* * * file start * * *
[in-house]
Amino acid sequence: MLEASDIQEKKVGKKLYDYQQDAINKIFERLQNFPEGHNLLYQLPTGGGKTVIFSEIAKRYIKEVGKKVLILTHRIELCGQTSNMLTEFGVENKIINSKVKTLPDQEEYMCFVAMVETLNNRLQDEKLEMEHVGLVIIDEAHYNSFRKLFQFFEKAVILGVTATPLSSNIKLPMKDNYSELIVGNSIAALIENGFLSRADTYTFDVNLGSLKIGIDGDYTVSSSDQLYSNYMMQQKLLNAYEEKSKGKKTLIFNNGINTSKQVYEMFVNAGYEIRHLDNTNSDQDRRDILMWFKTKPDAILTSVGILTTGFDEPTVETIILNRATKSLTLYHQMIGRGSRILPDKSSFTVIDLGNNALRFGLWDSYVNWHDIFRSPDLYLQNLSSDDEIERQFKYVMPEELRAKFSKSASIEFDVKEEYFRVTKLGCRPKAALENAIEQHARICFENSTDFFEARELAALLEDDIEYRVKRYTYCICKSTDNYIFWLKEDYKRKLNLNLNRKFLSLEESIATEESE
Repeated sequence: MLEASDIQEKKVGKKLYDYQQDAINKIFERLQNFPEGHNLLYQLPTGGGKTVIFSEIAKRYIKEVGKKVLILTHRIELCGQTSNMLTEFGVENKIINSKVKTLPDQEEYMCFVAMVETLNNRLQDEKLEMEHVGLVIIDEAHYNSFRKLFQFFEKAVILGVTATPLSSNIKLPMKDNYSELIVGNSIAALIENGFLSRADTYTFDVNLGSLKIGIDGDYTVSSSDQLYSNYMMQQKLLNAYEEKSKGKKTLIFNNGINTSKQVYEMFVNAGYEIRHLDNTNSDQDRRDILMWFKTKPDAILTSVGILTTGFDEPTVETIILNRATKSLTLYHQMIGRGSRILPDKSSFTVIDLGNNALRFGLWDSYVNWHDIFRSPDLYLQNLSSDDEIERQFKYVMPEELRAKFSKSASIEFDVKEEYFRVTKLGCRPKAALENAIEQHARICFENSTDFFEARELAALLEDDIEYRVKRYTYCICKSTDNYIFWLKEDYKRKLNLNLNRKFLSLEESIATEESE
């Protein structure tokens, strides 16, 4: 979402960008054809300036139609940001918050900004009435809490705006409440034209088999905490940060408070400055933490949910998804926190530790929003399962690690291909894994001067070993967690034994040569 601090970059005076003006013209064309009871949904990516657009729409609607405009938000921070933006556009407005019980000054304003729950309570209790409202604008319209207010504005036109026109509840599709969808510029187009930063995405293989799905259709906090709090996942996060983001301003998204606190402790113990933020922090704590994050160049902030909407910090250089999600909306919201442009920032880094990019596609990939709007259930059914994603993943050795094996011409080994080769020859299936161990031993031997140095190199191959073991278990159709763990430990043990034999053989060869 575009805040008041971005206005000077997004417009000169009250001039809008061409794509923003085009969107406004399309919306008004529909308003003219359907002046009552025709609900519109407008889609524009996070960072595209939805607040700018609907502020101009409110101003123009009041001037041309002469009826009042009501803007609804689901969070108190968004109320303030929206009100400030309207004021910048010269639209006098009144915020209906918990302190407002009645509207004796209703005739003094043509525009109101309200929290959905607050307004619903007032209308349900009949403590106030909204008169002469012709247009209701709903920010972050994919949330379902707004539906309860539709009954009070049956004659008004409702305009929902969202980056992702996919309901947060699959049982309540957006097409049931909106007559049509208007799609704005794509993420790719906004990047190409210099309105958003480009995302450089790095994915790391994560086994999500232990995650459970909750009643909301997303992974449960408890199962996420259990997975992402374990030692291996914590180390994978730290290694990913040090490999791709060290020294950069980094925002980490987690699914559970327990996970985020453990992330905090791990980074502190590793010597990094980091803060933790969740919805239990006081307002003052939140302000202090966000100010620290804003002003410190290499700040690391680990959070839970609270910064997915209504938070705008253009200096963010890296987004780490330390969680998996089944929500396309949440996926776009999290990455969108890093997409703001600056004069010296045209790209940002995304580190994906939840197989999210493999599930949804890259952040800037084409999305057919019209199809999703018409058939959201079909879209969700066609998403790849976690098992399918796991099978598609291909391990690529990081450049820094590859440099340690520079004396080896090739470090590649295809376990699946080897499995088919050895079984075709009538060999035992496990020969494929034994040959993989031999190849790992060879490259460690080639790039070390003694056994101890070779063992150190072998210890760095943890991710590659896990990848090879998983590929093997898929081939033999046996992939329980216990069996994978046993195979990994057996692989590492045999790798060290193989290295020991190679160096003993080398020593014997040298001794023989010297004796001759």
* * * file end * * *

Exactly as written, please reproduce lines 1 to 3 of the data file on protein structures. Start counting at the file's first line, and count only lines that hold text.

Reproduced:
[in-house]
Amino acid sequence: MLEASDIQEKKVGKKLYDYQQDAINKIFERLQNFPEGHNLLYQLPTGGGKTVIFSEIAKRYIKEVGKKVLILTHRIELCGQTSNMLTEFGVENKIINSKVKTLPDQEEYMCFVAMVETLNNRLQDEKLEMEHVGLVIIDEAHYNSFRKLFQFFEKAVILGVTATPLSSNIKLPMKDNYSELIVGNSIAALIENGFLSRADTYTFDVNLGSLKIGIDGDYTVSSSDQLYSNYMMQQKLLNAYEEKSKGKKTLIFNNGINTSKQVYEMFVNAGYEIRHLDNTNSDQDRRDILMWFKTKPDAILTSVGILTTGFDEPTVETIILNRATKSLTLYHQMIGRGSRILPDKSSFTVIDLGNNALRFGLWDSYVNWHDIFRSPDLYLQNLSSDDEIERQFKYVMPEELRAKFSKSASIEFDVKEEYFRVTKLGCRPKAALENAIEQHARICFENSTDFFEARELAALLEDDIEYRVKRYTYCICKSTDNYIFWLKEDYKRKLNLNLNRKFLSLEESIATEESE
Repeated sequence: MLEASDIQEKKVGKKLYDYQQDAINKIFERLQNFPEGHNLLYQLPTGGGKTVIFSEIAKRYIKEVGKKVLILTHRIELCGQTSNMLTEFGVENKIINSKVKTLPDQEEYMCFVAMVETLNNRLQDEKLEMEHVGLVIIDEAHYNSFRKLFQFFEKAVILGVTATPLSSNIKLPMKDNYSELIVGNSIAALIENGFLSRADTYTFDVNLGSLKIGIDGDYTVSSSDQLYSNYMMQQKLLNAYEEKSKGKKTLIFNNGINTSKQVYEMFVNAGYEIRHLDNTNSDQDRRDILMWFKTKPDAILTSVGILTTGFDEPTVETIILNRATKSLTLYHQMIGRGSRILPDKSSFTVIDLGNNALRFGLWDSYVNWHDIFRSPDLYLQNLSSDDEIERQFKYVMPEELRAKFSKSASIEFDVKEEYFRVTKLGCRPKAALENAIEQHARICFENSTDFFEARELAALLEDDIEYRVKRYTYCICKSTDNYIFWLKEDYKRKLNLNLNRKFLSLEESIATEESE